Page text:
Maritime NZ says the prosecution of Ocean Fisheries Limited, operators of the Jubilee, sends a message to vessels’ owners and operators that health and safety is as much their responsibility as it is that of skippers and crew.
The operators were today fined $46,000 and also ordered to pay $737,325.25 in reparation to the families of the deceased.
“Vessel operators – you have crucial role to ensure skippers and crew have adequate training and your vessel is safe. It’s not good enough to leave it to your skipper,” said Maritime NZ’s Southern Compliance Manager Domonic Venz.
The Jubilee, a 16-metre, steel hull fishing trawler, sank south of Banks Peninsula in the early hours of 18 October 2015, resulting in the deaths of the three crew on board. The accident is thought to have been caused by a flooded fish hold that destabilised the vessel.
Due to the lack of a high water alarm, the sleeping crew would have been unaware their vessel was filling with water. They issued a mayday call at 4.20 am saying they were sinking, but no further communication was received. The bodies of the three men were later recovered from the vessel, which lies on the sea bed off the Rakaia River mouth. The men were found in the wheelhouse, which indicated they were unable to escape the vessel in time.
Following an investigation, Maritime NZ filed charges in the District Court, under the Health and Safety in Employment Act (1992).
Mr Venz says the vessel’s operators left too much of the safety management and oversight to the skippers and crew. While the operators were aware of issues, such as crew fatigue, they failed to adequately manage the risks.
Maritime NZ’s investigation also found that the training and induction for skippers and crew was insufficient and that there were no scheduled maintenance or safety meetings.
“There were no formal emergency drills and inadequate hazard identification on board the Jubilee,” Mr Venz said.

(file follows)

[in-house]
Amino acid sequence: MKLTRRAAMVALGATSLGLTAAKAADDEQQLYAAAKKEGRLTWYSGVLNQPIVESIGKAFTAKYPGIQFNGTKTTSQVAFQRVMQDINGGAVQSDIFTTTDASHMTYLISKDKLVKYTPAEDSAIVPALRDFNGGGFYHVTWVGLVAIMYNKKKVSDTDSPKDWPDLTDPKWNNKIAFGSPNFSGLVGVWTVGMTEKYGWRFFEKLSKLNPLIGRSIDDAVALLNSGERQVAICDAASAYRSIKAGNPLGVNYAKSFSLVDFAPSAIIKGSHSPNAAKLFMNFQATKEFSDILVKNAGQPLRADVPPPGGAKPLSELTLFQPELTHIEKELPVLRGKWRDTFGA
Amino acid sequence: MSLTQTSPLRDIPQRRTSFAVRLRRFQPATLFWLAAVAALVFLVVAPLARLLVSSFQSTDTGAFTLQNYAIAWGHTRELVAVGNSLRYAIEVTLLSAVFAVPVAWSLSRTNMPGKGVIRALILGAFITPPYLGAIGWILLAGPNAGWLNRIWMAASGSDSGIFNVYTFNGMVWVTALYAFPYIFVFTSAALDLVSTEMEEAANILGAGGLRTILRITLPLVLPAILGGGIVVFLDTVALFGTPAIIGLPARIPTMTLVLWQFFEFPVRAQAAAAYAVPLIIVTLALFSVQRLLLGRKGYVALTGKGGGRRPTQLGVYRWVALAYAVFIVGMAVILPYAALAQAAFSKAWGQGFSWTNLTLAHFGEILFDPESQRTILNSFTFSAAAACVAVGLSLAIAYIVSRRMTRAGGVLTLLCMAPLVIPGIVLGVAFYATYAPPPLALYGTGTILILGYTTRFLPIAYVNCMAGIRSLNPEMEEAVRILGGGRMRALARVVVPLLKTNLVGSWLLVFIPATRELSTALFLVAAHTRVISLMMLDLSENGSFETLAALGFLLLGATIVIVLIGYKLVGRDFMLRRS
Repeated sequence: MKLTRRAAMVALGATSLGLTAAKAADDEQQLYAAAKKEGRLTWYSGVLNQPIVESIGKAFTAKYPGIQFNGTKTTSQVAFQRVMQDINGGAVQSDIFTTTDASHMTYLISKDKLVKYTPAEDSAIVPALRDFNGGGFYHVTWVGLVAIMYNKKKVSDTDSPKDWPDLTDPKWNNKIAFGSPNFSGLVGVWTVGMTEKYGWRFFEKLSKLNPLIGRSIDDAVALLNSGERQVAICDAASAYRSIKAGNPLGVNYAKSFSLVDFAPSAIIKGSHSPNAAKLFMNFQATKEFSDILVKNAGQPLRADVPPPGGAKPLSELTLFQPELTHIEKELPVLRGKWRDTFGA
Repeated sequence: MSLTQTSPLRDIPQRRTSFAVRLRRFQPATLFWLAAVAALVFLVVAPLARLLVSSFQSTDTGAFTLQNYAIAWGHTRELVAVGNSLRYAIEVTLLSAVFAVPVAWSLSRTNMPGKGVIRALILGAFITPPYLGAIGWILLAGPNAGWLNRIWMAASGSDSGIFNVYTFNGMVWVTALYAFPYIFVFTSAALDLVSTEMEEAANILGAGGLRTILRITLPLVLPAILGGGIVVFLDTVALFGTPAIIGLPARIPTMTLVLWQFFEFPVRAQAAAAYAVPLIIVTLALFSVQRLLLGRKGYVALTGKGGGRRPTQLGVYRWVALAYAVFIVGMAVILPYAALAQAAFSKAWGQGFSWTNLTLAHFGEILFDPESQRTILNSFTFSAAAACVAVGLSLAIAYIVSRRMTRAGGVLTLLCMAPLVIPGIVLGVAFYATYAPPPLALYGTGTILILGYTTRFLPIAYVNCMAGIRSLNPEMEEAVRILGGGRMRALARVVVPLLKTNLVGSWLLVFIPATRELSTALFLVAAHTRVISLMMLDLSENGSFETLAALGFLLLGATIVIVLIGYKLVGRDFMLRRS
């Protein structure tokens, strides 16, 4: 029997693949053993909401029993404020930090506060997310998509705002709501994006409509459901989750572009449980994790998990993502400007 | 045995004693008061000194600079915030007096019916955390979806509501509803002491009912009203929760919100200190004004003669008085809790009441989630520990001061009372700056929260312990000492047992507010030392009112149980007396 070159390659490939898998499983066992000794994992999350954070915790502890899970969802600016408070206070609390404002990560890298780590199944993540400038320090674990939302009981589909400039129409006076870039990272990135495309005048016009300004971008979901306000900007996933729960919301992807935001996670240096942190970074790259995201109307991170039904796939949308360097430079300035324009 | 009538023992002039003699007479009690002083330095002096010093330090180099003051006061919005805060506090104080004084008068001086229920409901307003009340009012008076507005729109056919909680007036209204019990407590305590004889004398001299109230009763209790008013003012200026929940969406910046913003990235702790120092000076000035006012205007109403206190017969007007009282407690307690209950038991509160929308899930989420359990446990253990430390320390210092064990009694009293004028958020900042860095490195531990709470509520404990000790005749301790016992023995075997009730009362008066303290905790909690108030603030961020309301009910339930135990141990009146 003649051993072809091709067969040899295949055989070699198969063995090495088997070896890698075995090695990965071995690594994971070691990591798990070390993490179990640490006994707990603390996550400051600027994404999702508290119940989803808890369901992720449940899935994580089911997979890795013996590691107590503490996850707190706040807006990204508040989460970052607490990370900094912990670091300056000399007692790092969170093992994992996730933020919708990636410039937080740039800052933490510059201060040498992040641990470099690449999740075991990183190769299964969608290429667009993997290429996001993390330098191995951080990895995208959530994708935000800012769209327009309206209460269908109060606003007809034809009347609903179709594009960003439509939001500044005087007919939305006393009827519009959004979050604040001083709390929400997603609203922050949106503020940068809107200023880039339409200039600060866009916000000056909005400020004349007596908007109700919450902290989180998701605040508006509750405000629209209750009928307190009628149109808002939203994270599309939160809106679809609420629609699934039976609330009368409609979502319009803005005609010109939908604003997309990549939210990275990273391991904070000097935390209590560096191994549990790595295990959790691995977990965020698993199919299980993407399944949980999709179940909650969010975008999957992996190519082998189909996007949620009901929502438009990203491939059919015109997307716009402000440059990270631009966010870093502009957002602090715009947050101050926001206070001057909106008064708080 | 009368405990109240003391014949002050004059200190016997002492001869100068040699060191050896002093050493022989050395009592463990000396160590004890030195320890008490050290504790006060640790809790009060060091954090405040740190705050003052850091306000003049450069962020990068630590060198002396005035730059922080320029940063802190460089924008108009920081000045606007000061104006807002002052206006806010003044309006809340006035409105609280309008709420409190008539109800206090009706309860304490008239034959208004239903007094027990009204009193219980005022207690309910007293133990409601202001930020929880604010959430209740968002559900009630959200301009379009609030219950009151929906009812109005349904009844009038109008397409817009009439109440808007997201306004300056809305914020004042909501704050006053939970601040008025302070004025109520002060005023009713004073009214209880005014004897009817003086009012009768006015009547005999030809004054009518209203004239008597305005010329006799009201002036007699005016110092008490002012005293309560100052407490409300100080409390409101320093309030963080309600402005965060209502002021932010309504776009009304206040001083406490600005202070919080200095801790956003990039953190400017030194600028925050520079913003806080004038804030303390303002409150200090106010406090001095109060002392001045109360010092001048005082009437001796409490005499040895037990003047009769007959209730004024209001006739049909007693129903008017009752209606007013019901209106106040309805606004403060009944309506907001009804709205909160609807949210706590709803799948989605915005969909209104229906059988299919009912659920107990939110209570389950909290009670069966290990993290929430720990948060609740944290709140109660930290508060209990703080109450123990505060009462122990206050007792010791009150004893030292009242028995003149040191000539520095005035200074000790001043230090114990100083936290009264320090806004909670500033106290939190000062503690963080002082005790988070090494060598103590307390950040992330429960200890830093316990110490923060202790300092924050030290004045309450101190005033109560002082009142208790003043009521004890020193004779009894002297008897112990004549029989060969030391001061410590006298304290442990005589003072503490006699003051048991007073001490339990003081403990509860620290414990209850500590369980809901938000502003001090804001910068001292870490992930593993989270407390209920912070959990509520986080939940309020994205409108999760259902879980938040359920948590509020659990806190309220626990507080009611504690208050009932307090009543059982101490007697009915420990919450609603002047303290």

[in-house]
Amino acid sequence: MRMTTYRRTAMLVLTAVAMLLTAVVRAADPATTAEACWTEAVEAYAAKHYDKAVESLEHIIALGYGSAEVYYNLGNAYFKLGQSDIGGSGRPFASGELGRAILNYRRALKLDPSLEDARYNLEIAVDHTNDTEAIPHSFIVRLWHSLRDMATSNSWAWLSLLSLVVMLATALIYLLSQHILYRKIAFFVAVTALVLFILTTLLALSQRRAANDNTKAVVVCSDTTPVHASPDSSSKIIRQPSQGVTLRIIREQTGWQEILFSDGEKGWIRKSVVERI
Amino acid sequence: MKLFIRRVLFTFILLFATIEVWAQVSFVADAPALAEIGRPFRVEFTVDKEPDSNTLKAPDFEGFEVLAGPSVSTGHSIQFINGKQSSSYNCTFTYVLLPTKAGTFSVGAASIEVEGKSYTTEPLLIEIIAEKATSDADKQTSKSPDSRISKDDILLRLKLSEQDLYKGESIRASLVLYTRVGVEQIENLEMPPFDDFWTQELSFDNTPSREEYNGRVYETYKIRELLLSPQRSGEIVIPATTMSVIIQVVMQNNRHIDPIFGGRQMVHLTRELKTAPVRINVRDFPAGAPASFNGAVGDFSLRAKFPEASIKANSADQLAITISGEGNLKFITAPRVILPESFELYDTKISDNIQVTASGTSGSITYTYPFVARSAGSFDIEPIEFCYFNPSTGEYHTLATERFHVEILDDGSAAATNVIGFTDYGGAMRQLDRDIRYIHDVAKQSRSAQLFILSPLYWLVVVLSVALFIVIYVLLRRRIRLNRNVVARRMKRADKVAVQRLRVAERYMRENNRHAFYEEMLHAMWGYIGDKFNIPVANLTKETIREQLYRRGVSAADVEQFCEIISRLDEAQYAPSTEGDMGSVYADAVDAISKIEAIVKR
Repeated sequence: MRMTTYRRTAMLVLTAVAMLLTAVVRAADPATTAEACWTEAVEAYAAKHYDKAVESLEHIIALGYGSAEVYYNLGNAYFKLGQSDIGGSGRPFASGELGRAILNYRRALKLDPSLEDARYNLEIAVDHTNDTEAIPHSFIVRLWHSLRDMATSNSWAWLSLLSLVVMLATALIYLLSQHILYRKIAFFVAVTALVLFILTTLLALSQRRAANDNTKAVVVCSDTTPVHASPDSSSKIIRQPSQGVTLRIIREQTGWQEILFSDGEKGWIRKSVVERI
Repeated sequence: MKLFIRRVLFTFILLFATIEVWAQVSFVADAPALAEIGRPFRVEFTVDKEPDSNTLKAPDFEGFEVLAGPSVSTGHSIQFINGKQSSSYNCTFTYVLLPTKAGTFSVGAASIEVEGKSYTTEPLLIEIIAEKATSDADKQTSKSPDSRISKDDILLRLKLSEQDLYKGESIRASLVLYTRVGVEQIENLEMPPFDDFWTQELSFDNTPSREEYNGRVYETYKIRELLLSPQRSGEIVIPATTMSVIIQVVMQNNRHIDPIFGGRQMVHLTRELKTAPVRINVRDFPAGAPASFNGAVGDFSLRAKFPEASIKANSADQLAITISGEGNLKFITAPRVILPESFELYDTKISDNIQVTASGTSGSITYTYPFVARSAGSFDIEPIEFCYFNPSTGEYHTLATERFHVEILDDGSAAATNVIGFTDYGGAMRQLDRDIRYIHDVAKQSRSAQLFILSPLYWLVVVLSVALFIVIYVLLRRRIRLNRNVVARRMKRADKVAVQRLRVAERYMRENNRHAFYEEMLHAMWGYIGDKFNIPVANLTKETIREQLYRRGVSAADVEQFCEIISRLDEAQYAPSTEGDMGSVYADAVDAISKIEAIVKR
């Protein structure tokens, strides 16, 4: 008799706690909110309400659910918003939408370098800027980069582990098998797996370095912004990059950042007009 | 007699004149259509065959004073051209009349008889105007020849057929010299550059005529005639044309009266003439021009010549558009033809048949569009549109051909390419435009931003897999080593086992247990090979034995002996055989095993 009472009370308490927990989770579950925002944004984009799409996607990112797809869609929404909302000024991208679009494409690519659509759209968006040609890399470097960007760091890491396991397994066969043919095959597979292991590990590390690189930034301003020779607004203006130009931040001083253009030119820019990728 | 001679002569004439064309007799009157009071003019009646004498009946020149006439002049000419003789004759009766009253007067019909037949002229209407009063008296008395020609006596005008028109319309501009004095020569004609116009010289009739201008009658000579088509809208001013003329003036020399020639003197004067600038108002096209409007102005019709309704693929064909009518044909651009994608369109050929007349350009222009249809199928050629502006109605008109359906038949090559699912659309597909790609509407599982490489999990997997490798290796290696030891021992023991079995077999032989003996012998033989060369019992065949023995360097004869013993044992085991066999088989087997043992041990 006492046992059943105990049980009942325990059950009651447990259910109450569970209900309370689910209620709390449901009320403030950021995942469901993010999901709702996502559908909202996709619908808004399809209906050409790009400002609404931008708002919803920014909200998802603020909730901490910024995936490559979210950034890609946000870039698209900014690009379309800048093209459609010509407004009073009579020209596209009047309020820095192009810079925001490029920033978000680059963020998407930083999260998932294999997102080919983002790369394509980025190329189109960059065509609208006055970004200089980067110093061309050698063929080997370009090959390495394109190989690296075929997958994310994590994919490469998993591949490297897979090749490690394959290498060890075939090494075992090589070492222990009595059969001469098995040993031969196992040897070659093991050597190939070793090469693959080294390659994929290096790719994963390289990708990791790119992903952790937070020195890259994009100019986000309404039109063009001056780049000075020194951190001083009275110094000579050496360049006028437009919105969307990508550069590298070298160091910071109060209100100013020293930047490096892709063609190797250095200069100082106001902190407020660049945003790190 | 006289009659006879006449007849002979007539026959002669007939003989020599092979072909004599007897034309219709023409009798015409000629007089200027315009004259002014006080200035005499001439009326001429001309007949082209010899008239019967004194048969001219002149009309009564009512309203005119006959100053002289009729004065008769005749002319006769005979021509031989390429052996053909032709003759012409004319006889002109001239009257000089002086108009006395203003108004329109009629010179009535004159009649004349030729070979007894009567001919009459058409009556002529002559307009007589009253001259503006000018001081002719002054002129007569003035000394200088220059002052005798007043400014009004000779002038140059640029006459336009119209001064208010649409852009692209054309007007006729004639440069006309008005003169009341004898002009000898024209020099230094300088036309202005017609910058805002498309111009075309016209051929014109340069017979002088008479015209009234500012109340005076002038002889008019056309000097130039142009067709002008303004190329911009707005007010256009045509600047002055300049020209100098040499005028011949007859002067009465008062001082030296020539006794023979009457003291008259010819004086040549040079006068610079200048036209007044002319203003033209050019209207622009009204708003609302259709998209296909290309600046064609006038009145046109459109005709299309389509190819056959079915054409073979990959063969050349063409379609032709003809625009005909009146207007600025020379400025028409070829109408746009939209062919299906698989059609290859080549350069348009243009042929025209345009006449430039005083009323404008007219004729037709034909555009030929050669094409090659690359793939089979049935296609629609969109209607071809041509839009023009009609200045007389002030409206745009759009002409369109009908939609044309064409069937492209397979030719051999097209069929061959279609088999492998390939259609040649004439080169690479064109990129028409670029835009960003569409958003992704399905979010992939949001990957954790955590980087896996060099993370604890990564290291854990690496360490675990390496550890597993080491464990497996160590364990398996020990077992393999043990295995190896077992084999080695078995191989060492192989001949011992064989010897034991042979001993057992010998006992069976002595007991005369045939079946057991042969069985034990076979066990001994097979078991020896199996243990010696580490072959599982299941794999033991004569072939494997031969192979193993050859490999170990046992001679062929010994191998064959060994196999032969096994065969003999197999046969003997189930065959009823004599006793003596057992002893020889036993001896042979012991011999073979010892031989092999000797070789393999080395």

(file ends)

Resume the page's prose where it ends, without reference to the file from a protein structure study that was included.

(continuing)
The sump for the pump in the fish room was known to block up with fish scales and needed frequent cleaning. There was no alarm system installed to alert crew members to flooding. The owners did not check whether regular safety drills were conducted to see if the escape hatches allowed crew to safely exit the vessel in an emergency.
Finally, Ocean Fisheries Ltd did not monitor days at work, hours of sleep, illness or other factors contributing to fatigue. It had no formal procedures in place to manage fatigue and no training provided in relation to fatigue management.
Mr Venz said Maritime NZ is determined to ensure an accident like this doesn’t happen again and there are many steps companies can take to prevent loss of life.
“Make sure you have comprehensive training and systems in place to guard against crew working while fatigued and take steps such as fitting alarms to alert crews to flooding. Your crew should plan and practice escaping from the vessel. There should also be adequate systems to ensure that all watchers are awake and alert before being left alone on watch.”
Since the accident, Ocean Fisheries Ltd has made a number of safety improvements to the other vessels in its fleet, including fitting high water alarms and additional pumps in the fish room.
“Our hearts go out to the families of the crew who lost their lives. The tragic story of the Jubilee should prompt others in the industry to take notice and make changes to their vessels and procedures.”